Monday, 18 February, 2019

High impact weather marks January in many countries: WMO

02 Feb 2019, 00:38 ( 16 days ago)

DF-Xinhua Report
DF File Photo.

The month of January has been marked by high impact weather in many parts of the world, including dangerous and extreme cold in North America, the World Meteorological Organization (WMO) said Friday in a news release.

   Large parts of North America have been gripped by an influx of Arctic air. Combined with gusty winds, this is producing dangerous wind chills across a significant portion of the Upper Midwest into the Northeast U.S., said WMO.

   The frigid airmass is also supporting heavy lake effect snows downwind of the Great Lakes. The U.S. National Weather Service said that temperatures will be well below average over the Upper Mississippi Valley, Great Lakes, into parts of the Northern Mid-Atlantic. The national low temperature record was measured at minus 48.9 degrees Celsius.

   According to the WMO, the bitterly cold temperatures are caused by the influence of the Polar Vortex, which is a large area of low pressure and cold air surrounding the North Pole, with strong counter-clockwise winds known as the jet stream that trap the cold around the Pole.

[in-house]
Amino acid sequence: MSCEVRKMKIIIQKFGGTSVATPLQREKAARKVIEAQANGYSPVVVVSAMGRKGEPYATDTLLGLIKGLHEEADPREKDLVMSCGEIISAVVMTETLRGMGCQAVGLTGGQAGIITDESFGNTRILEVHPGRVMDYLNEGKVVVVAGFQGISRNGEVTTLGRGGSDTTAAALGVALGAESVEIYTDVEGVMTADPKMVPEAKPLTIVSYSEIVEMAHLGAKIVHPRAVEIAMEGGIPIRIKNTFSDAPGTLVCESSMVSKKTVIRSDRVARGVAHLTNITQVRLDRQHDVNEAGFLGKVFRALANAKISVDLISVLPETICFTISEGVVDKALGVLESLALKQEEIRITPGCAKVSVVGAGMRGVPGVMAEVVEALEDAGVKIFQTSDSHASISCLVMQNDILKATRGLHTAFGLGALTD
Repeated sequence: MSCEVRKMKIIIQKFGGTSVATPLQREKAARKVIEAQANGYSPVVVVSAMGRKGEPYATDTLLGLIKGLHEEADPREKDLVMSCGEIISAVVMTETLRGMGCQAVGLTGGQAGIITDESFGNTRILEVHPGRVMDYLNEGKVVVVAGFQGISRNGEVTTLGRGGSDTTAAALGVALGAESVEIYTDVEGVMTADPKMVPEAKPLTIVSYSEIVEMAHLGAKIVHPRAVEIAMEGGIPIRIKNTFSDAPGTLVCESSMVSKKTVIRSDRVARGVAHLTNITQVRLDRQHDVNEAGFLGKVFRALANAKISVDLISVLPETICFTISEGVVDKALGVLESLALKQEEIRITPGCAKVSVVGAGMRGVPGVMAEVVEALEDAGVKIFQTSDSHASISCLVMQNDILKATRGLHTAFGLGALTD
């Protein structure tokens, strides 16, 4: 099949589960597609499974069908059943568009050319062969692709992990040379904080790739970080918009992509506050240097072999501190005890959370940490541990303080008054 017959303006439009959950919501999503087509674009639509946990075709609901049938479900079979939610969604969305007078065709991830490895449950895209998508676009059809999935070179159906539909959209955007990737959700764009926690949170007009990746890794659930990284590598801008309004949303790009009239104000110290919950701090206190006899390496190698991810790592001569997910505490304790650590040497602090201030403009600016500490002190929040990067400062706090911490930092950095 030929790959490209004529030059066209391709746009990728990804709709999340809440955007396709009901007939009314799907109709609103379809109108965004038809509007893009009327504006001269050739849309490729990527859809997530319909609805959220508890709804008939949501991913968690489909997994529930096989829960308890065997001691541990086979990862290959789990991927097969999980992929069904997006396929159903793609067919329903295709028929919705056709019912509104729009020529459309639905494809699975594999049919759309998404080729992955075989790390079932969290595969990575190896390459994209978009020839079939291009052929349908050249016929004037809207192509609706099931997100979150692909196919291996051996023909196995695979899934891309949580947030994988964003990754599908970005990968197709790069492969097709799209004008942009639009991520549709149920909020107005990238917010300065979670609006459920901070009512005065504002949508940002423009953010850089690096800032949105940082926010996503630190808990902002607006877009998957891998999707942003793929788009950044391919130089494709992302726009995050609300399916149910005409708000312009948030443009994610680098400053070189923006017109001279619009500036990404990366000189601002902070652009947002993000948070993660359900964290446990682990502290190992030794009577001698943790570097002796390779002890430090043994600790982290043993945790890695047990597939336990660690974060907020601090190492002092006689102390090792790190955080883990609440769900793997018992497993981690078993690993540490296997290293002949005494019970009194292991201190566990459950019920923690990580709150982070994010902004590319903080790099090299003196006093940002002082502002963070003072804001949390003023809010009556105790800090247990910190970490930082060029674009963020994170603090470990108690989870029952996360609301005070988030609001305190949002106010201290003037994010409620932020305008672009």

Disturbances in the jet stream and the intrusion of warmer mid-latitude air masses can alter the structure and the dynamics of the Polar Vortex, sending Arctic air south into middle latitudes and bringing warmer air into the Arctic.

   "The cold weather in the eastern United States certainly does not disprove climate change," said WMO Secretary-General Petteri Taalas. "Frigid temperatures and snow will continue to be part of our typical weather patterns in the northern hemisphere winter."

   The WMO chief added that as Arctic has faced a warming, which is twice the global average and caused a large fraction of the snow and ice in the region to have melted, the changes there are affecting weather patterns outside the Arctic in the Northern Hemisphere.

   "A part of the cold anomalies at lower latitudes could be linked to the dramatic changes in the Arctic," he said, and "what happens at the poles does not stay at the poles, but influences weather and climate conditions in lower latitudes where hundreds of millions of people live."

   During the past month, eastern U.S. and parts of Canada were seeing record-breaking cold temperatures, but Alaska and large parts of the Arctic have been warmer than average.

   Meanwhile, extreme weathers were also record in other parts of the world, such as the record heat and wildfires in Australia, high temperatures and rainfall in parts of South America, and heavy snowfall in the Alps and Himalayas.